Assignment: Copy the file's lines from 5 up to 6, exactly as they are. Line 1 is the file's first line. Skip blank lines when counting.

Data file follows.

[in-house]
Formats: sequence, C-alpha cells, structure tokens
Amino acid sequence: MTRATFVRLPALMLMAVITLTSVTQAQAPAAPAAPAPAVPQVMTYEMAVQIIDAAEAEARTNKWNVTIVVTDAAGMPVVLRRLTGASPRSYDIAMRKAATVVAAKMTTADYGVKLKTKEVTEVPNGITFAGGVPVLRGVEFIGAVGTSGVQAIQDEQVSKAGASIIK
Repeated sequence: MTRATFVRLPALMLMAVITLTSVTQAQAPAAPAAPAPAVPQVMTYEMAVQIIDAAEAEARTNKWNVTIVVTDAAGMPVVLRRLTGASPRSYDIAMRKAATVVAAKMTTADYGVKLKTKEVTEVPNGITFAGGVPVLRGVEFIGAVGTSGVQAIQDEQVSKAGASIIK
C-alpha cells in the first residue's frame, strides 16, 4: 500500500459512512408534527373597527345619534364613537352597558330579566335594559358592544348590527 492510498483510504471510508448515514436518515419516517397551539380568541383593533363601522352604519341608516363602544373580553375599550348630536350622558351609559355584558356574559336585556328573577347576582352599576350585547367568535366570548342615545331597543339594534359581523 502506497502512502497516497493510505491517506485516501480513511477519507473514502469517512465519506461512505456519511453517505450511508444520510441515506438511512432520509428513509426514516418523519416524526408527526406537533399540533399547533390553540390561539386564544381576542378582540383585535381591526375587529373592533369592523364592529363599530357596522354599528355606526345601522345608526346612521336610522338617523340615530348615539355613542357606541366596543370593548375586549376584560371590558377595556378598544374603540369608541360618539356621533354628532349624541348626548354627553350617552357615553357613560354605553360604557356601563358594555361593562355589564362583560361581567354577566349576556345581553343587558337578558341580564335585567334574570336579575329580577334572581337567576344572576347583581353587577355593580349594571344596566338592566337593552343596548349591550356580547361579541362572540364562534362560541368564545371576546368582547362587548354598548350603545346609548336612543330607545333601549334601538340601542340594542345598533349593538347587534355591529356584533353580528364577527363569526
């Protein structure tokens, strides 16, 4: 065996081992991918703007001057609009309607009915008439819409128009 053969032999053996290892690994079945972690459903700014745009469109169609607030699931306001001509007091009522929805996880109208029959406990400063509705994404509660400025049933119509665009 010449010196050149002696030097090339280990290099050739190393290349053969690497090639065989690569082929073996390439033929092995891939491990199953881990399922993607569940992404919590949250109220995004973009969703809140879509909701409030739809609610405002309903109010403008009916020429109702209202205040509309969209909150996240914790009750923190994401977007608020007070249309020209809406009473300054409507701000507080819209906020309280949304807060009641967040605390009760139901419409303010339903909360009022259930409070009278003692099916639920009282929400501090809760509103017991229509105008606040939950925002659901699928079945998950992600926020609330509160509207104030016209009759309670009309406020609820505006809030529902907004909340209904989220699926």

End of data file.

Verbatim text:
C-alpha cells in the first residue's frame, strides 16, 4: 500500500459512512408534527373597527345619534364613537352597558330579566335594559358592544348590527 492510498483510504471510508448515514436518515419516517397551539380568541383593533363601522352604519341608516363602544373580553375599550348630536350622558351609559355584558356574559336585556328573577347576582352599576350585547367568535366570548342615545331597543339594534359581523 502506497502512502497516497493510505491517506485516501480513511477519507473514502469517512465519506461512505456519511453517505450511508444520510441515506438511512432520509428513509426514516418523519416524526408527526406537533399540533399547533390553540390561539386564544381576542378582540383585535381591526375587529373592533369592523364592529363599530357596522354599528355606526345601522345608526346612521336610522338617523340615530348615539355613542357606541366596543370593548375586549376584560371590558377595556378598544374603540369608541360618539356621533354628532349624541348626548354627553350617552357615553357613560354605553360604557356601563358594555361593562355589564362583560361581567354577566349576556345581553343587558337578558341580564335585567334574570336579575329580577334572581337567576344572576347583581353587577355593580349594571344596566338592566337593552343596548349591550356580547361579541362572540364562534362560541368564545371576546368582547362587548354598548350603545346609548336612543330607545333601549334601538340601542340594542345598533349593538347587534355591529356584533353580528364577527363569526
């Protein structure tokens, strides 16, 4: 065996081992991918703007001057609009309607009915008439819409128009 053969032999053996290892690994079945972690459903700014745009469109169609607030699931306001001509007091009522929805996880109208029959406990400063509705994404509660400025049933119509665009 010449010196050149002696030097090339280990290099050739190393290349053969690497090639065989690569082929073996390439033929092995891939491990199953881990399922993607569940992404919590949250109220995004973009969703809140879509909701409030739809609610405002309903109010403008009916020429109702209202205040509309969209909150996240914790009750923190994401977007608020007070249309020209809406009473300054409507701000507080819209906020309280949304807060009641967040605390009760139901419409303010339903909360009022259930409070009278003692099916639920009282929400501090809760509103017991229509105008606040939950925002659901699928079945998950992600926020609330509160509207104030016209009759309670009309406020609820505006809030529902907004909340209904989220699926």